This article over at The American Thinker hits the nail on the head:
Two Good Guys and the Other G Word
Both coaches were immediately asked in their initial post game interviews on Sunday about the significance of their being the first African American coaches in the game. Interestingly, both coaches used the vernacular "black" rather than African American, and quickly steered the conversation to their respective teams, and how much this meant for their cities. The two coaches are good friends, and talk each Monday during the season. Smith was on Dungy's staff when his Tampa Bay team played for the NFC title against St. Louis in 2000. Dungy praised Smith and his team in a properly respectful fashion. Smith was interviewed before it was known who his team's opponent was, so any comment on Dungy or the Colts would have been premature.
But there was one part of each interview Sunday that is not likely to be pursued as a big story line the next week. Both coaches thanked God for their good fortune, and expressed a genuine humility about getting this far, traits not always visible in the winners circles in professional or college sports. Dungy in particular pointed out how Smith coached with a calm demeanor (without the four letter word tantrums so common to the sidelines). The humility and demeanor of the two coaches very likely has something to do with the religious devotion of the two men.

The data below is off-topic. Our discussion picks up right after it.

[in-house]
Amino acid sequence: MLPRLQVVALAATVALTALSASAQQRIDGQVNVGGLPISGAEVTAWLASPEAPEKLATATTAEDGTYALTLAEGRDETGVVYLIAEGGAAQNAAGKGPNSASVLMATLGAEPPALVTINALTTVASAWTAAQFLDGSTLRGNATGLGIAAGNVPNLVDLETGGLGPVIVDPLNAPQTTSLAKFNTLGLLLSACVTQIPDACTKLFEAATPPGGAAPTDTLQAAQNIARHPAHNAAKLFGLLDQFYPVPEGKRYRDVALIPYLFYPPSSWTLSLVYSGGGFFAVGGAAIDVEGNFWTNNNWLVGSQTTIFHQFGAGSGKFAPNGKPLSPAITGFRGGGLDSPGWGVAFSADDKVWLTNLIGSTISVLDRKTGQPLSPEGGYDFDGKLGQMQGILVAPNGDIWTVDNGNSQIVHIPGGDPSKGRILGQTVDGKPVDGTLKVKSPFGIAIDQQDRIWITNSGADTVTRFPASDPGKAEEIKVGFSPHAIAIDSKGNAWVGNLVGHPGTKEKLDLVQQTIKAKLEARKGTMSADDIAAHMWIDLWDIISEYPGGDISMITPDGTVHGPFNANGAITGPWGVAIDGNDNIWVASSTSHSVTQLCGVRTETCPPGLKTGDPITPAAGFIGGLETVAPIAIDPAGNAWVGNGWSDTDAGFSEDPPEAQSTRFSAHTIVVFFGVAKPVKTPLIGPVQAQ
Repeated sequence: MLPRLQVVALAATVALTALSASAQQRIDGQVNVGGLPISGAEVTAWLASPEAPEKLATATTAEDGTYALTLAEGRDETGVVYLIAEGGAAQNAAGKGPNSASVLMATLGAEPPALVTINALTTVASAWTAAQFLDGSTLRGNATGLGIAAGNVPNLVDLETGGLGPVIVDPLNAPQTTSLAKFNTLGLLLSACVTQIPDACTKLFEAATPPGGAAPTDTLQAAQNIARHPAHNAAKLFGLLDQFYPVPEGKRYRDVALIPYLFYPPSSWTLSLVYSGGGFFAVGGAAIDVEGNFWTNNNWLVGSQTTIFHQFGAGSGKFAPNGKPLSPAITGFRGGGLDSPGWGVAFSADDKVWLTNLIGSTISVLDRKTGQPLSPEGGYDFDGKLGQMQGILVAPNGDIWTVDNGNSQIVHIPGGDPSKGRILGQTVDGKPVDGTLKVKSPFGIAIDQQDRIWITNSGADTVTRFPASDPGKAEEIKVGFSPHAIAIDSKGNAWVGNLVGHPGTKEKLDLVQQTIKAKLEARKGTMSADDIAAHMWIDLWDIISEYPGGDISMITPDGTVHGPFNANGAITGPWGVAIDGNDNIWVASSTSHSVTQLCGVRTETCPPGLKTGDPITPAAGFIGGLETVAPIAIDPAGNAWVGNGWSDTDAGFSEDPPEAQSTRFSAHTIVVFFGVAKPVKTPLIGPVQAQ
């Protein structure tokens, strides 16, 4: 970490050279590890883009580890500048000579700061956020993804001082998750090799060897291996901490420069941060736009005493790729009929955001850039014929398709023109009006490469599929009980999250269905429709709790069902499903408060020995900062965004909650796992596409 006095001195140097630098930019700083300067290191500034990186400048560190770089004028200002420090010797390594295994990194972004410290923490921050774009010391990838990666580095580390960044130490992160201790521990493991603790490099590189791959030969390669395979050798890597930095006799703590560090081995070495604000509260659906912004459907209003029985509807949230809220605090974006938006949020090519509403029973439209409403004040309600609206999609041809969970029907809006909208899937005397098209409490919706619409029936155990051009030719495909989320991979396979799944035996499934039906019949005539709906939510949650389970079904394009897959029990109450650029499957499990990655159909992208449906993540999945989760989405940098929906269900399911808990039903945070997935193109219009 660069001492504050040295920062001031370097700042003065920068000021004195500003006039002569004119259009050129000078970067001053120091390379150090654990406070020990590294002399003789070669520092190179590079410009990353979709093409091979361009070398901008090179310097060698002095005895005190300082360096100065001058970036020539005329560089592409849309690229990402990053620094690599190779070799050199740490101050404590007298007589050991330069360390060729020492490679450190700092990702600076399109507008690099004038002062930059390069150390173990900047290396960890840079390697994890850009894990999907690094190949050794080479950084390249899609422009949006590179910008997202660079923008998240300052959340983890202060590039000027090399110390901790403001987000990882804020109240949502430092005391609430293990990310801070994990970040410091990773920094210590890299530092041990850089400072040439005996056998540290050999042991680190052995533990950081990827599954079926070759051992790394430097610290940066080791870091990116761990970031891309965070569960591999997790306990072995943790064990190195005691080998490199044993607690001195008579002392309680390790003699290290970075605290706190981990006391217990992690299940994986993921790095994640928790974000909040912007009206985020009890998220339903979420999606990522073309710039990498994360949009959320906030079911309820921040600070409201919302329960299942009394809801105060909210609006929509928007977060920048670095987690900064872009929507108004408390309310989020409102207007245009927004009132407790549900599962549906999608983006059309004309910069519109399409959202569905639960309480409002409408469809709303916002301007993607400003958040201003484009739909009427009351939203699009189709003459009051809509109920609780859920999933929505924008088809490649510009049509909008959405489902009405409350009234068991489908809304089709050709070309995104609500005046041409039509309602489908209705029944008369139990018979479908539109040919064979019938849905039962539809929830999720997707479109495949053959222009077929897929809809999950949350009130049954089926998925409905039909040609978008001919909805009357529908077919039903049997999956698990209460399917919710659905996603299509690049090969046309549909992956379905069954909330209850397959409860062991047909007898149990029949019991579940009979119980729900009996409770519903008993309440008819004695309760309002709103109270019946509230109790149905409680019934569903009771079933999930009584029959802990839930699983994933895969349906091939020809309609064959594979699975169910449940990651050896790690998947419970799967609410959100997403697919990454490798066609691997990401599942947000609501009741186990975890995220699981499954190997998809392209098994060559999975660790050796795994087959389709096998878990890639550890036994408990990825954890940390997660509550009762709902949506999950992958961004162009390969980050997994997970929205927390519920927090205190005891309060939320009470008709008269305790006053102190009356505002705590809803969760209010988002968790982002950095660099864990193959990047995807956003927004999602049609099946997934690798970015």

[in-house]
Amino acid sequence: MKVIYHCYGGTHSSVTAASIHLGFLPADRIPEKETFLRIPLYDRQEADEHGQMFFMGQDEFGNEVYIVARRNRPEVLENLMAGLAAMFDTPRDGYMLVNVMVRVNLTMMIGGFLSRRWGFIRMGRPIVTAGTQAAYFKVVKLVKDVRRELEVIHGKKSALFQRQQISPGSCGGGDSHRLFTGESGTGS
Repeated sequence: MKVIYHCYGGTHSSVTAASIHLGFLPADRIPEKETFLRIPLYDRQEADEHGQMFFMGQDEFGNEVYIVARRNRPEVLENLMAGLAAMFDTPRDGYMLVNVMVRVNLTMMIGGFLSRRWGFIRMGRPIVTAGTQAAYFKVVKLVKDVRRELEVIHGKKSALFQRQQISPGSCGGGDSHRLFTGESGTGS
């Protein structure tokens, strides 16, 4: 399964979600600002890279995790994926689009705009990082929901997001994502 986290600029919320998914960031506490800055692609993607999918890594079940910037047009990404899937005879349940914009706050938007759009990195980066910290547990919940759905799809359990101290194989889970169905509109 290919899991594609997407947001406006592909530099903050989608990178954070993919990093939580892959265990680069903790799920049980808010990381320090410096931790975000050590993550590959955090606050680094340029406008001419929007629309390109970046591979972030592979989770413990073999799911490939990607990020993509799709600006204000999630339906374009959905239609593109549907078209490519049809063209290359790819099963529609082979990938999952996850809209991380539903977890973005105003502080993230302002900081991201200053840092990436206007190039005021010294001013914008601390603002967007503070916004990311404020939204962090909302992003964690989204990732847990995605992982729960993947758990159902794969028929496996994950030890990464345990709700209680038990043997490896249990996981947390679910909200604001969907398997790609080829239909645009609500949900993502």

Only a fool would think that the race of the two coaches is irrelevant. This is a happy milestone. But that aspect of the story is overdone because it is cheap and easy to do. It appeals to the moral vanity of sportwriters and lets lazy "reporters" pretend that they are doing important work. The two men who coached their teams to the Super Bowl deserve better than that.
UPDATE: I love this quote over at Football Outsiders:
I think even more important than that to me, I know the type of person he is, and Lovie has the same Christian conviction that I have. He runs his team the same way. I know how those guys are treated in Chicago and how they play tough, disciplined football even though there’s not a lot of profanity from the coaches. There’s none of the win-at-all-cost atmosphere. For two guys to show that you can win that way, I think that’s just as important for the country to see.”
– Super Bowl-bound head coach of the Indianapolis Colts Tony Dungy